Updated from November 7 to include updated ship time dates per Apple's Web site in the fourth paragraph.
NEW YORK ( TheStreet) -- Despite pundits initially saying Apple's (AAPL - Get Report) iPhone 5 was a step back from previous handsets, it's still extremely difficult to get one. Demand is enormous, and Apple's supplier, Foxconn Technology, is reportedly having problems keeping up with the demand.
In quotes captured by Reuters, Foxconn Chairman Terry Gou discussed the difficulties of meeting the incredible demand for the iPhone 5. "It's not easy to make the iPhones. We are falling short of meeting the huge demand," he told reporters.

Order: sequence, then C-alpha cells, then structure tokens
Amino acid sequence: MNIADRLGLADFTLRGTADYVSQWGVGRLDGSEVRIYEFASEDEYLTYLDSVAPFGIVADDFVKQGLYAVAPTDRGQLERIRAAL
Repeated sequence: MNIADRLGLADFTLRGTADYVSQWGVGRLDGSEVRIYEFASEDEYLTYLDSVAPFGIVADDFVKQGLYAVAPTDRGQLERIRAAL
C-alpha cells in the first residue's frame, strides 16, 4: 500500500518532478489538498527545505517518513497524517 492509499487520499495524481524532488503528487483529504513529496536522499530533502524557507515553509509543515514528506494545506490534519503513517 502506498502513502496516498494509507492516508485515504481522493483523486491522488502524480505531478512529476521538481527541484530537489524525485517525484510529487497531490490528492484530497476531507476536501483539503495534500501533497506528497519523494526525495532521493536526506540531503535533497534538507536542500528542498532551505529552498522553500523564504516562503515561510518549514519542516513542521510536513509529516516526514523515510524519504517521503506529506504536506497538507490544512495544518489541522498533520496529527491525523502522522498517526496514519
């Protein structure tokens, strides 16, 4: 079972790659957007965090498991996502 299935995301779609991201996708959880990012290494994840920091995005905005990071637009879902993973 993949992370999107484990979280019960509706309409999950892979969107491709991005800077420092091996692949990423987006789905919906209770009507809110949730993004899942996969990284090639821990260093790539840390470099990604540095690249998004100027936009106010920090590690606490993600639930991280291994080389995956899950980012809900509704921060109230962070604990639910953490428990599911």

A look at Apple's Website confirms Gou's comments, as all three models (16 GB, 32 GB, 64 GB) are back-ordered 3 to 4 weeks at the major iPhone carriers; AT&T (T - Get Report), Verizon (VZ - Get Report) and Sprint (S).(Update: Apple's Web site has shown an improvement in iPhone 5 ship dates, as back orders have improved. They've moved from 3 to 4 weeks to 2 to 3 weeks.) Apple announced that the iPhone 5 had the fastest selling launch of any phone in history, selling 5 million of the devices during its first weekend. That number disappointed Wall Street analysts and media alike (including myself), as many were expecting between 6 million to 8 million phones sold in its debut weekend. With supplies continuing to be affected by component constraints, there were concerns that Apple would miss Wall Street iPhone estimates in its most recent fiscal quarter. Apple sold 26.9 million iPhones in its fiscal fourth-quarter, as the tech giant missed earnings estimates. Apple earned $8.67 per share on $36 billion in revenue. Apple is clearly betting big (and rightfully so) on the iPhone 5's popularity, as it projects this holiday season will be its first $50 billion-plus revenue quarter. CFO Peter Oppenheimer expects 80% of Apple's revenue in the holiday quarter to come from new products launched in the past few weeks, most notably the iPhone 5. The iPhone 5, despite not having every bell and whistle that fan-boys, bloggers, and Wall Street analysts wanted, is still selling faster than any phone Apple or anyone else has ever made. Just try getting your hands on one. Interested in more on Apple? See TheStreet Ratings' report card for this stock. -- Written by Chris Ciaccia in New York >Contact by Email.